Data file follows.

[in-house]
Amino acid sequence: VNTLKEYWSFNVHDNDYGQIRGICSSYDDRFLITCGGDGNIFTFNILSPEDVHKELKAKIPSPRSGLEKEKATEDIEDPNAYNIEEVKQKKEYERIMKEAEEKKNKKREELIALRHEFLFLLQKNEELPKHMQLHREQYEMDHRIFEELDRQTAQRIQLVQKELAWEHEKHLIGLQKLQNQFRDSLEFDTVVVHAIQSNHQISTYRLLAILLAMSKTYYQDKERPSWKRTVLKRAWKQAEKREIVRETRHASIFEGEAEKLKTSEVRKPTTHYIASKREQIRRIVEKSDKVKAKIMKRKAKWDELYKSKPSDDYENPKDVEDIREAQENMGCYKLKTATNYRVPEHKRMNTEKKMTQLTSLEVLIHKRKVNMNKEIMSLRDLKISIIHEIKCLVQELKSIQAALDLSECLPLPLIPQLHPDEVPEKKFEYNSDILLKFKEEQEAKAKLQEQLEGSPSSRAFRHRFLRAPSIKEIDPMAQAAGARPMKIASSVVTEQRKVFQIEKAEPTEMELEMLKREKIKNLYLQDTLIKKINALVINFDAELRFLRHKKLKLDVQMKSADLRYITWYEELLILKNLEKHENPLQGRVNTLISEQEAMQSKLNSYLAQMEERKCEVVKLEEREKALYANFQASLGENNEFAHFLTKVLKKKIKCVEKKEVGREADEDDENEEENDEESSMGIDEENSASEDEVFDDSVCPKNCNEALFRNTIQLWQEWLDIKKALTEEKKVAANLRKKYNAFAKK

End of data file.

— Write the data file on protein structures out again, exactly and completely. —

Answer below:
[in-house]
Amino acid sequence: VNTLKEYWSFNVHDNDYGQIRGICSSYDDRFLITCGGDGNIFTFNILSPEDVHKELKAKIPSPRSGLEKEKATEDIEDPNAYNIEEVKQKKEYERIMKEAEEKKNKKREELIALRHEFLFLLQKNEELPKHMQLHREQYEMDHRIFEELDRQTAQRIQLVQKELAWEHEKHLIGLQKLQNQFRDSLEFDTVVVHAIQSNHQISTYRLLAILLAMSKTYYQDKERPSWKRTVLKRAWKQAEKREIVRETRHASIFEGEAEKLKTSEVRKPTTHYIASKREQIRRIVEKSDKVKAKIMKRKAKWDELYKSKPSDDYENPKDVEDIREAQENMGCYKLKTATNYRVPEHKRMNTEKKMTQLTSLEVLIHKRKVNMNKEIMSLRDLKISIIHEIKCLVQELKSIQAALDLSECLPLPLIPQLHPDEVPEKKFEYNSDILLKFKEEQEAKAKLQEQLEGSPSSRAFRHRFLRAPSIKEIDPMAQAAGARPMKIASSVVTEQRKVFQIEKAEPTEMELEMLKREKIKNLYLQDTLIKKINALVINFDAELRFLRHKKLKLDVQMKSADLRYITWYEELLILKNLEKHENPLQGRVNTLISEQEAMQSKLNSYLAQMEERKCEVVKLEEREKALYANFQASLGENNEFAHFLTKVLKKKIKCVEKKEVGREADEDDENEEENDEESSMGIDEENSASEDEVFDDSVCPKNCNEALFRNTIQLWQEWLDIKKALTEEKKVAANLRKKYNAFAKK